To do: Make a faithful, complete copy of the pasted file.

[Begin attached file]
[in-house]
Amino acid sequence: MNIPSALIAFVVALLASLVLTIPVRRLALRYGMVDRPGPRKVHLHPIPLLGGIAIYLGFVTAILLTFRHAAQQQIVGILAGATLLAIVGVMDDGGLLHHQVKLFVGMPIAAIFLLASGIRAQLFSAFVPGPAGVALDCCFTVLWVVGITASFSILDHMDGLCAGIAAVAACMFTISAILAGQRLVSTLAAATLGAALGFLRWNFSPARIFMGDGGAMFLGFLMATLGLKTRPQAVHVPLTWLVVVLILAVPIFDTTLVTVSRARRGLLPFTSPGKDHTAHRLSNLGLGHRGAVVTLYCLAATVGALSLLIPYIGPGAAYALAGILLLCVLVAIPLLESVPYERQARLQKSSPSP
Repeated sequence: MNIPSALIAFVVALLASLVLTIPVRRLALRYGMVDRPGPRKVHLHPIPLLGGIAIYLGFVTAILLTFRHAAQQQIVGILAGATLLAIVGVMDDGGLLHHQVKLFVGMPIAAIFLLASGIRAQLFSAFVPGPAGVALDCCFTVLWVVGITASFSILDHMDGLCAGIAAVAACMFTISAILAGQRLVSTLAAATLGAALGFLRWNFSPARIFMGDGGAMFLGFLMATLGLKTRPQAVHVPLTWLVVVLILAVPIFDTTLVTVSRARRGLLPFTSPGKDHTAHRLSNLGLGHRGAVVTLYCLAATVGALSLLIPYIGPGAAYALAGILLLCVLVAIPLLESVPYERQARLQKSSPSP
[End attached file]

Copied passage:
[in-house]
Amino acid sequence: MNIPSALIAFVVALLASLVLTIPVRRLALRYGMVDRPGPRKVHLHPIPLLGGIAIYLGFVTAILLTFRHAAQQQIVGILAGATLLAIVGVMDDGGLLHHQVKLFVGMPIAAIFLLASGIRAQLFSAFVPGPAGVALDCCFTVLWVVGITASFSILDHMDGLCAGIAAVAACMFTISAILAGQRLVSTLAAATLGAALGFLRWNFSPARIFMGDGGAMFLGFLMATLGLKTRPQAVHVPLTWLVVVLILAVPIFDTTLVTVSRARRGLLPFTSPGKDHTAHRLSNLGLGHRGAVVTLYCLAATVGALSLLIPYIGPGAAYALAGILLLCVLVAIPLLESVPYERQARLQKSSPSP
Repeated sequence: MNIPSALIAFVVALLASLVLTIPVRRLALRYGMVDRPGPRKVHLHPIPLLGGIAIYLGFVTAILLTFRHAAQQQIVGILAGATLLAIVGVMDDGGLLHHQVKLFVGMPIAAIFLLASGIRAQLFSAFVPGPAGVALDCCFTVLWVVGITASFSILDHMDGLCAGIAAVAACMFTISAILAGQRLVSTLAAATLGAALGFLRWNFSPARIFMGDGGAMFLGFLMATLGLKTRPQAVHVPLTWLVVVLILAVPIFDTTLVTVSRARRGLLPFTSPGKDHTAHRLSNLGLGHRGAVVTLYCLAATVGALSLLIPYIGPGAAYALAGILLLCVLVAIPLLESVPYERQARLQKSSPSP